The Costuming in 'Captain Marvel' Serves Major Lesbian Energy
Or is this just wishful thinking?
"My name is CAROL!" shrieks Brie Larson, aka Carol Danvers, aka Vers, at a pivotal scene in the new fantasy/sci-fi film Captain Marvel. As she engaged in battle, my mind wandered—as it so often does—to the 2015 lesbian drama Carol, starring Cate Blanchett and Rooney Mara. Could this possibly be a coincidence? (Also—her Kree name is Vers?)
All joking aside, there's something decidedly queer about Captain Marvel, with LGBTQIA+ fans devising endless conspiracy theories about the film's protagonist, Carol, and her "close friend" Maria. Of course, it's possible that we're just so unused to seeing female action heroes chart their own path, without hetero romance to guide them through, that a merely platonic friendship is setting off Sapphic alarm bells; the movie's costuming, though, tells a different story.
Clothes aren't the main point of Captain Marvel, by a long shot—indeed, Carol spends half the film in her skintight crime-fighting suit, which looks more or less like what we've come to expect female superheroes to be dressed in, no matter what year it is. Still, there's an irrepressible esprit de queer to the outfits Carol wears in flashbacks to her life on Earth, from her perfectly fitted Air Force flight suit and aviators to the muscle tee she dons to party with Maria at a local bar.
When Carol is brought back to Earth from the Kree Empire's capital planet of Hala, it's 1995, arguably the peak era for dressing like a lesbian; Carol drapes herself in an oversized leather jacket, Nine Inch Nails tee and baseball cap and steals a motorcycle, with Samuel L. Jackson's S.H.I.E.L.D. agent Nick Fury telling her at one point to "lose the flannel"—homophobic!
Brie Larson is the kind of petite, dewy-skinned celebrity who looks perfectly at home in a flowing Oscars gown, yet somehow, she makes Carol's '90s trappings look like a second skin.
Leather serves as the de facto fabric of Carol and Maria's bond, with Maria's daughter Monica hanging onto Carol's faded, brown leather jacket after her presumed death. When we meet Maria, she's wearing a denim flight suit over a striped tee with a gold cursive necklace spelling out "Monica"—her bond with Carol is immediate and not in the least bit femme (they joke about racing to work, accusing each other of cheating). Their eventual separation on Maria's front lawn, as Carol prepares to go back to Hala to take care of business, is perhaps the film's most tearjerking moment; it's clear that Carol is saying goodbye not just to friends, but to chosen family.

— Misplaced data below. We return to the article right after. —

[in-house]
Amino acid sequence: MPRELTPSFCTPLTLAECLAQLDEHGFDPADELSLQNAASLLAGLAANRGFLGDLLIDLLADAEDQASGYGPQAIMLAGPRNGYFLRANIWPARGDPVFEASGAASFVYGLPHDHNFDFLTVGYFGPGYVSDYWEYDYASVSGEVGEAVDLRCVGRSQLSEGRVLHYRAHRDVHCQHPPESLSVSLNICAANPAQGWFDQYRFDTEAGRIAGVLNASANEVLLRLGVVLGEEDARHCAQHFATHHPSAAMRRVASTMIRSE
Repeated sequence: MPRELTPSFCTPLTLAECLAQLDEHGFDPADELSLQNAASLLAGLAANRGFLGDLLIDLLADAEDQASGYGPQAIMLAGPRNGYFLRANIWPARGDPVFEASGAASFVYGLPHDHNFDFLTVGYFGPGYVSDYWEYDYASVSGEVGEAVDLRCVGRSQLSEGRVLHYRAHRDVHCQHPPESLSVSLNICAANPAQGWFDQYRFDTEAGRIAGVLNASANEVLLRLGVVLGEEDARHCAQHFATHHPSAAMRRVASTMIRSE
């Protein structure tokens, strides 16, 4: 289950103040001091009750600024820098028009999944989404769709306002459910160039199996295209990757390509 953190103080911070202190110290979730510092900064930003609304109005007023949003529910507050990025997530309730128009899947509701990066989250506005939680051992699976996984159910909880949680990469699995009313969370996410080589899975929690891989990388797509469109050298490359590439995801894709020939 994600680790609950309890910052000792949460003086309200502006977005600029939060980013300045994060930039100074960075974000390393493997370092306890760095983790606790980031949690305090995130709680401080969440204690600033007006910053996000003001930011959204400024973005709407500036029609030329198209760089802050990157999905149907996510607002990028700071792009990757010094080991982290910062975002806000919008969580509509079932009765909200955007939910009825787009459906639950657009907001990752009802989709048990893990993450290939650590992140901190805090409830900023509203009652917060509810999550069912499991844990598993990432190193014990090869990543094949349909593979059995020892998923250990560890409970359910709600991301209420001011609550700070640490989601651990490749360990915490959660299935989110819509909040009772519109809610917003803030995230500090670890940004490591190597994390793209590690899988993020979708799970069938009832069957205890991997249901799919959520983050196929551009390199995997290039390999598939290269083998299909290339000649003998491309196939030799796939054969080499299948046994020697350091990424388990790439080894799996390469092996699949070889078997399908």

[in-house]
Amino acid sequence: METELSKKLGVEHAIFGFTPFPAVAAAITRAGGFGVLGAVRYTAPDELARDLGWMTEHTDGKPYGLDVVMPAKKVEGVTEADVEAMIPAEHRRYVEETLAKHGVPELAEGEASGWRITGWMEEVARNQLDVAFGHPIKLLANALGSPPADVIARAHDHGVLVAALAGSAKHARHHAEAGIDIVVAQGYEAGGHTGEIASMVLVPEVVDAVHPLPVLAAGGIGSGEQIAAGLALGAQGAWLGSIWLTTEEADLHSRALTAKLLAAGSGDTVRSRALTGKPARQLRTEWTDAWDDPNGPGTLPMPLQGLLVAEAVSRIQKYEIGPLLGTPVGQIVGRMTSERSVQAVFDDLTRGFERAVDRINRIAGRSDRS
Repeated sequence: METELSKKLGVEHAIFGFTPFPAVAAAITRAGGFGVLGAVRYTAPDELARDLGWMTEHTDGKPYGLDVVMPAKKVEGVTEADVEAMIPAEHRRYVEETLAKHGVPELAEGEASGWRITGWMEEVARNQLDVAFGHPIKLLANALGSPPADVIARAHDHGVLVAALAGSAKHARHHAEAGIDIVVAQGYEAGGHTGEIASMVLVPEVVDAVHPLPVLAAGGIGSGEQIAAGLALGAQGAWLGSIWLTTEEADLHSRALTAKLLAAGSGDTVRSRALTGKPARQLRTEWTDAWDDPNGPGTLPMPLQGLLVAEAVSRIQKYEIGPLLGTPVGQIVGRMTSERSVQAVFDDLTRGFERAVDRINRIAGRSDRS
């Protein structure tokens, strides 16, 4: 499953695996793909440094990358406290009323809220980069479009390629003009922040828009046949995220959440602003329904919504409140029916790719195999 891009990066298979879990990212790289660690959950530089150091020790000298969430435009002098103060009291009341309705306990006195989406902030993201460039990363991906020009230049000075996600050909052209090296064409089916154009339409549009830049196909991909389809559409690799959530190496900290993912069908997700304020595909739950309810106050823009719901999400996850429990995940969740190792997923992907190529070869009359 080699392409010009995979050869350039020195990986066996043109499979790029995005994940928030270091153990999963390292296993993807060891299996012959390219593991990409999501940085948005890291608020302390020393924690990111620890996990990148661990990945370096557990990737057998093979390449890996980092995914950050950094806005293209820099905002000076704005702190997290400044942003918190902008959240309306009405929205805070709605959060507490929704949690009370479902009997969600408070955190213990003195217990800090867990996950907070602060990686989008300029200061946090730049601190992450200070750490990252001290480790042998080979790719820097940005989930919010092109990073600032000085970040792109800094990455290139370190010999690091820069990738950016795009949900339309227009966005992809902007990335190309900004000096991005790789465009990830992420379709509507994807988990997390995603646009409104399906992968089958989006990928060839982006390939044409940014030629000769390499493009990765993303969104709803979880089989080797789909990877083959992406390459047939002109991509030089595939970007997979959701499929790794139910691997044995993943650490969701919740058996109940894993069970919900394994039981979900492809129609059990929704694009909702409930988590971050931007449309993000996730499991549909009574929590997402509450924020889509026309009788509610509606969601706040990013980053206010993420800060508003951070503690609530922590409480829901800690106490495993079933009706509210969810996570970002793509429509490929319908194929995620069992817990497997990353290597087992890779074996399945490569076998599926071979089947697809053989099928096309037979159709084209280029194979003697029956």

Carol and Maria aren't the only ones serving lesbian energy in Captain Marvel; my deranged gay thesis is perhaps best proved by the appearance of Annette Bening, a firmly established member of the queer film canon thanks to her role in 2010's The Kids Are All Right. Mama Bening takes no prisoners in Captain Marvel, from her skintight Hala suit to a pivotal jeans-and-leather-jacket moment of her own. (If I may paraphrase one of Oscar night's greatest tweets, top—and I can't stress this enough—me, Annette Bening.)
All this gets at a bigger question, one of what it even means to "dress queer." Political correctness says queerness is an identity, an orientation, not an outfit, but it can't be denied that the process of selecting a new wardrobe can be a pivotal part of the coming-out process for newly minted queers.
In my small Ohio college town, I saw female and nonbinary friend after friend commence dating women and immediately shove half of their femme-presenting clothes into the shadowy, spiderwebbed back of the closet, jettisoning the floral-print Madewell sundresses we'd sported for freshman convocation and squinting appraisingly at themselves in the Goodwill full-length mirror—"Am I the Hawaiian shirt kind of gay?" "Do these pants tell the world I like women?""Can I pull off a carabiner?"
I anxiously evaluated the length of my hair in my rearview mirror on my way to my very first date with a woman, wondering whether I needed a feathery Shane chop to tell the world I was officially out. Watching Brie Larson jam a grimy baseball cap over her flowing locks and save the world while communicating strong futch vibes feels like an emphatic "no" in answer to that question.